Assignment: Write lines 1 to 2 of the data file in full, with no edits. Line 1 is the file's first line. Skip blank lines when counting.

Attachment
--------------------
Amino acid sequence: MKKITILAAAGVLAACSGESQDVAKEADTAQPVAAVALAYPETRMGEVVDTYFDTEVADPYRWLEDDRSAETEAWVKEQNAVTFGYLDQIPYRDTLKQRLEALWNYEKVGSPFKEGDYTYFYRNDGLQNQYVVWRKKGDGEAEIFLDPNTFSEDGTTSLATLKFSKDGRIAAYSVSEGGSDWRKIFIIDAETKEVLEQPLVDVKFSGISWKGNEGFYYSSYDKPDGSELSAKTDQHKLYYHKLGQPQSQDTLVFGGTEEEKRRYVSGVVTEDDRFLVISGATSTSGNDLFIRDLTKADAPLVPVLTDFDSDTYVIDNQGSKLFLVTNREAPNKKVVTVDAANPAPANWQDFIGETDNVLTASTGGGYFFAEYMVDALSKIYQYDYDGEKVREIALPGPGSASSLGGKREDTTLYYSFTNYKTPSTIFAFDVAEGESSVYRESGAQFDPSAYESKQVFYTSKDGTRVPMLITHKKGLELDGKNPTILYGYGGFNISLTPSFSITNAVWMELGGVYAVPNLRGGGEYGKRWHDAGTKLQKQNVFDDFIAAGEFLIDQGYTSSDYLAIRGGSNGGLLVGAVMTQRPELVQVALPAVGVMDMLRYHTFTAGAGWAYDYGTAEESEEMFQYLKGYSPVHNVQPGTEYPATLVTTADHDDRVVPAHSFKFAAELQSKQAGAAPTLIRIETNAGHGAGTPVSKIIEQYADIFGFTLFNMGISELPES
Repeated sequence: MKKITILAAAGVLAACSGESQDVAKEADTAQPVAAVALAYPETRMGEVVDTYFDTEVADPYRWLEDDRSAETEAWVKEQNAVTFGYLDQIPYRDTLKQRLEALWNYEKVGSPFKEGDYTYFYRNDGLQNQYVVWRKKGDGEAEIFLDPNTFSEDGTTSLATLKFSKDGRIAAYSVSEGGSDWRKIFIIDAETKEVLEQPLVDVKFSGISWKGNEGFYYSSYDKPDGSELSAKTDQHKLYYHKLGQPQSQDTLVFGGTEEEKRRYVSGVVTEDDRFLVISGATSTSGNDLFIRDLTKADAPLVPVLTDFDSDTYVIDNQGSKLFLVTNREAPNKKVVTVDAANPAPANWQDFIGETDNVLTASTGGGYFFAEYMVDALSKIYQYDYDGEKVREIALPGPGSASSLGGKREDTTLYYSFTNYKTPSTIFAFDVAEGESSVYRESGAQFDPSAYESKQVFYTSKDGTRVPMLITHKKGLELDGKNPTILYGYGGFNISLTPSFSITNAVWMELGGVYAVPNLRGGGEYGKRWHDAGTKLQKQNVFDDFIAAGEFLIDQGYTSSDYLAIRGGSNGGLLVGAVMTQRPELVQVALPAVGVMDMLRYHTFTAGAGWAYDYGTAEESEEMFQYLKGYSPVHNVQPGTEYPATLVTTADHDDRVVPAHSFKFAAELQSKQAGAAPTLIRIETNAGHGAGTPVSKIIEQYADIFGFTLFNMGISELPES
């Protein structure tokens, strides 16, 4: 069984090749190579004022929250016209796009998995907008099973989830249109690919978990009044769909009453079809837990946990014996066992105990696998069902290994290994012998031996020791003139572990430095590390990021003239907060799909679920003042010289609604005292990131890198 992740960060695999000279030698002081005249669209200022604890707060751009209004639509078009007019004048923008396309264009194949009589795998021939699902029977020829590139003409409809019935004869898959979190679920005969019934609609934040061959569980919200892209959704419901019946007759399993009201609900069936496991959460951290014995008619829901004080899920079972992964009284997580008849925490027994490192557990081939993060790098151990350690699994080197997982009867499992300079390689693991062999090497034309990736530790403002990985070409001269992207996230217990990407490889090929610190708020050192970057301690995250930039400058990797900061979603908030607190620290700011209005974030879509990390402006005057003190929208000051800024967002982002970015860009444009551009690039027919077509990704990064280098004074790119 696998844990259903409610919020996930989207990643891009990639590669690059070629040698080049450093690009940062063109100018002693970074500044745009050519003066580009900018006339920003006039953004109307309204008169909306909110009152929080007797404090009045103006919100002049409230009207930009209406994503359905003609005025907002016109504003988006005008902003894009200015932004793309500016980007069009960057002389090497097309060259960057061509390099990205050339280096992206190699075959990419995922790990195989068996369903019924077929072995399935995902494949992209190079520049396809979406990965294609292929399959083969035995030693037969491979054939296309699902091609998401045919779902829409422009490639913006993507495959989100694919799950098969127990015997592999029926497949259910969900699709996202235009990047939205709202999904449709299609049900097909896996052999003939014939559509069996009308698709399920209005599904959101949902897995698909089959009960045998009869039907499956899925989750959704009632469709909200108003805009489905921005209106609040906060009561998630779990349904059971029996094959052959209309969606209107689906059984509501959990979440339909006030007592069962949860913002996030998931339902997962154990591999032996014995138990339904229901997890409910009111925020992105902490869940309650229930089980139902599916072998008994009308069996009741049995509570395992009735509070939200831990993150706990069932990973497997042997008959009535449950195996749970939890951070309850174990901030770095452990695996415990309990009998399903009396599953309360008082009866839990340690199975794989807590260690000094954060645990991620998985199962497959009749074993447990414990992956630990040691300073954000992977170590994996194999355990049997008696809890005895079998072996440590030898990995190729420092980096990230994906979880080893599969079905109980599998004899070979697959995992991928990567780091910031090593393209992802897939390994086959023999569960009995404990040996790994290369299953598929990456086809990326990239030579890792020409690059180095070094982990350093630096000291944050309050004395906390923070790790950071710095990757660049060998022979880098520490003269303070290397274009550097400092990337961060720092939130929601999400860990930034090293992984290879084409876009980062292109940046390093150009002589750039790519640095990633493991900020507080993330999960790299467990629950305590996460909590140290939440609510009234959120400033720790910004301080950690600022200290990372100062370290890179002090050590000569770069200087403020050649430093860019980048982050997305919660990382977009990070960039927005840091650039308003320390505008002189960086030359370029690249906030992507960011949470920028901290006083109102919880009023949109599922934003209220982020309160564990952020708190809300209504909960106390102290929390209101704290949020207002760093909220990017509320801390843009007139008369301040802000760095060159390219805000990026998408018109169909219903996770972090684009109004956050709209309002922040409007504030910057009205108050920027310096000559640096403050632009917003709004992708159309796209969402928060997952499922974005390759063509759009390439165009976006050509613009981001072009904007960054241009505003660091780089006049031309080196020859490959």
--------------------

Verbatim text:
Amino acid sequence: MKKITILAAAGVLAACSGESQDVAKEADTAQPVAAVALAYPETRMGEVVDTYFDTEVADPYRWLEDDRSAETEAWVKEQNAVTFGYLDQIPYRDTLKQRLEALWNYEKVGSPFKEGDYTYFYRNDGLQNQYVVWRKKGDGEAEIFLDPNTFSEDGTTSLATLKFSKDGRIAAYSVSEGGSDWRKIFIIDAETKEVLEQPLVDVKFSGISWKGNEGFYYSSYDKPDGSELSAKTDQHKLYYHKLGQPQSQDTLVFGGTEEEKRRYVSGVVTEDDRFLVISGATSTSGNDLFIRDLTKADAPLVPVLTDFDSDTYVIDNQGSKLFLVTNREAPNKKVVTVDAANPAPANWQDFIGETDNVLTASTGGGYFFAEYMVDALSKIYQYDYDGEKVREIALPGPGSASSLGGKREDTTLYYSFTNYKTPSTIFAFDVAEGESSVYRESGAQFDPSAYESKQVFYTSKDGTRVPMLITHKKGLELDGKNPTILYGYGGFNISLTPSFSITNAVWMELGGVYAVPNLRGGGEYGKRWHDAGTKLQKQNVFDDFIAAGEFLIDQGYTSSDYLAIRGGSNGGLLVGAVMTQRPELVQVALPAVGVMDMLRYHTFTAGAGWAYDYGTAEESEEMFQYLKGYSPVHNVQPGTEYPATLVTTADHDDRVVPAHSFKFAAELQSKQAGAAPTLIRIETNAGHGAGTPVSKIIEQYADIFGFTLFNMGISELPES
Repeated sequence: MKKITILAAAGVLAACSGESQDVAKEADTAQPVAAVALAYPETRMGEVVDTYFDTEVADPYRWLEDDRSAETEAWVKEQNAVTFGYLDQIPYRDTLKQRLEALWNYEKVGSPFKEGDYTYFYRNDGLQNQYVVWRKKGDGEAEIFLDPNTFSEDGTTSLATLKFSKDGRIAAYSVSEGGSDWRKIFIIDAETKEVLEQPLVDVKFSGISWKGNEGFYYSSYDKPDGSELSAKTDQHKLYYHKLGQPQSQDTLVFGGTEEEKRRYVSGVVTEDDRFLVISGATSTSGNDLFIRDLTKADAPLVPVLTDFDSDTYVIDNQGSKLFLVTNREAPNKKVVTVDAANPAPANWQDFIGETDNVLTASTGGGYFFAEYMVDALSKIYQYDYDGEKVREIALPGPGSASSLGGKREDTTLYYSFTNYKTPSTIFAFDVAEGESSVYRESGAQFDPSAYESKQVFYTSKDGTRVPMLITHKKGLELDGKNPTILYGYGGFNISLTPSFSITNAVWMELGGVYAVPNLRGGGEYGKRWHDAGTKLQKQNVFDDFIAAGEFLIDQGYTSSDYLAIRGGSNGGLLVGAVMTQRPELVQVALPAVGVMDMLRYHTFTAGAGWAYDYGTAEESEEMFQYLKGYSPVHNVQPGTEYPATLVTTADHDDRVVPAHSFKFAAELQSKQAGAAPTLIRIETNAGHGAGTPVSKIIEQYADIFGFTLFNMGISELPES